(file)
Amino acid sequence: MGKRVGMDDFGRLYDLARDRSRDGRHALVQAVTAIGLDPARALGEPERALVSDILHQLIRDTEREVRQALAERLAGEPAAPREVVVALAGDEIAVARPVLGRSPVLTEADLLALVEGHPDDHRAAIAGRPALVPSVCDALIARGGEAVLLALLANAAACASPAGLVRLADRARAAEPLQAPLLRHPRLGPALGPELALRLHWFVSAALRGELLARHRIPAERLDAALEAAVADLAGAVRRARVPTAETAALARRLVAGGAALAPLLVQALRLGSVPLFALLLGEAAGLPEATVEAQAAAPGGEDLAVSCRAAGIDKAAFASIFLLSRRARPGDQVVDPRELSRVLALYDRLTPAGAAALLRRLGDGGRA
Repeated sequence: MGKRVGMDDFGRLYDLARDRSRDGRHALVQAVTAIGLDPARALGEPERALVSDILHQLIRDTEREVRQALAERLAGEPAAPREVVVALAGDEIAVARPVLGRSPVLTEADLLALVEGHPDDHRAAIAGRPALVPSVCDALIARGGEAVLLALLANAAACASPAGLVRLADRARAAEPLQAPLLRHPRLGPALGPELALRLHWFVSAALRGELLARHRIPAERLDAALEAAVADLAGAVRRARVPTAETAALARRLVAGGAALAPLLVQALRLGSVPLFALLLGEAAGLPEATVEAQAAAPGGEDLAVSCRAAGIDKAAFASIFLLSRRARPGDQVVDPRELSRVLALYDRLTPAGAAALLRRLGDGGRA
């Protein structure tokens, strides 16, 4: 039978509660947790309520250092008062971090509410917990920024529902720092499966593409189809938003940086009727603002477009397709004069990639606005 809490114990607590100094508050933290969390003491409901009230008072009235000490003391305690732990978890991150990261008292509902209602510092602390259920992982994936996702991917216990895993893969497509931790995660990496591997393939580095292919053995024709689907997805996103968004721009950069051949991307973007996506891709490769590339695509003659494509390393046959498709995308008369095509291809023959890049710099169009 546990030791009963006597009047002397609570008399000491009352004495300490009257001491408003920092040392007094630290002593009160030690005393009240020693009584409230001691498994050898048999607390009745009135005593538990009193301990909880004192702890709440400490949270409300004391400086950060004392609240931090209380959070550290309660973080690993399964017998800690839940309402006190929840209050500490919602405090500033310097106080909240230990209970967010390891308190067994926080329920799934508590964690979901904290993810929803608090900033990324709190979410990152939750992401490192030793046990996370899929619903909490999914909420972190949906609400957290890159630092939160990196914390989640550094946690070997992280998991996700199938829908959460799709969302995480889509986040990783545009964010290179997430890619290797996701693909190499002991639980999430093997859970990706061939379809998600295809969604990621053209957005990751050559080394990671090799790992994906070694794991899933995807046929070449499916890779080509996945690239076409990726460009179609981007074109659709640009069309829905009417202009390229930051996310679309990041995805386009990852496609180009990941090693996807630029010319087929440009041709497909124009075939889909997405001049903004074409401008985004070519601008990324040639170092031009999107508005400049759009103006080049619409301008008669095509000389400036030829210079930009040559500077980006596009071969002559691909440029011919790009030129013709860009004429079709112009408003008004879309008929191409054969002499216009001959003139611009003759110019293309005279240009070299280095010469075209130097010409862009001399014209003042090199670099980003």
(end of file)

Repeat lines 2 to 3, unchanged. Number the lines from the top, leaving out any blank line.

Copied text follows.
Repeated sequence: MGKRVGMDDFGRLYDLARDRSRDGRHALVQAVTAIGLDPARALGEPERALVSDILHQLIRDTEREVRQALAERLAGEPAAPREVVVALAGDEIAVARPVLGRSPVLTEADLLALVEGHPDDHRAAIAGRPALVPSVCDALIARGGEAVLLALLANAAACASPAGLVRLADRARAAEPLQAPLLRHPRLGPALGPELALRLHWFVSAALRGELLARHRIPAERLDAALEAAVADLAGAVRRARVPTAETAALARRLVAGGAALAPLLVQALRLGSVPLFALLLGEAAGLPEATVEAQAAAPGGEDLAVSCRAAGIDKAAFASIFLLSRRARPGDQVVDPRELSRVLALYDRLTPAGAAALLRRLGDGGRA
């Protein structure tokens, strides 16, 4: 039978509660947790309520250092008062971090509410917990920024529902720092499966593409189809938003940086009727603002477009397709004069990639606005 809490114990607590100094508050933290969390003491409901009230008072009235000490003391305690732990978890991150990261008292509902209602510092602390259920992982994936996702991917216990895993893969497509931790995660990496591997393939580095292919053995024709689907997805996103968004721009950069051949991307973007996506891709490769590339695509003659494509390393046959498709995308008369095509291809023959890049710099169009 546990030791009963006597009047002397609570008399000491009352004495300490009257001491408003920092040392007094630290002593009160030690005393009240020693009584409230001691498994050898048999607390009745009135005593538990009193301990909880004192702890709440400490949270409300004391400086950060004392609240931090209380959070550290309660973080690993399964017998800690839940309402006190929840209050500490919602405090500033310097106080909240230990209970967010390891308190067994926080329920799934508590964690979901904290993810929803608090900033990324709190979410990152939750992401490192030793046990996370899929619903909490999914909420972190949906609400957290890159630092939160990196914390989640550094946690070997992280998991996700199938829908959460799709969302995480889509986040990783545009964010290179997430890619290797996701693909190499002991639980999430093997859970990706061939379809998600295809969604990621053209957005990751050559080394990671090799790992994906070694794991899933995807046929070449499916890779080509996945690239076409990726460009179609981007074109659709640009069309829905009417202009390229930051996310679309990041995805386009990852496609180009990941090693996807630029010319087929440009041709497909124009075939889909997405001049903004074409401008985004070519601008990324040639170092031009999107508005400049759009103006080049619409301008008669095509000389400036030829210079930009040559500077980006596009071969002559691909440029011919790009030129013709860009004429079709112009408003008004879309008929191409054969002499216009001959003139611009003759110019293309005279240009070299280095010469075209130097010409862009001399014209003042090199670099980003």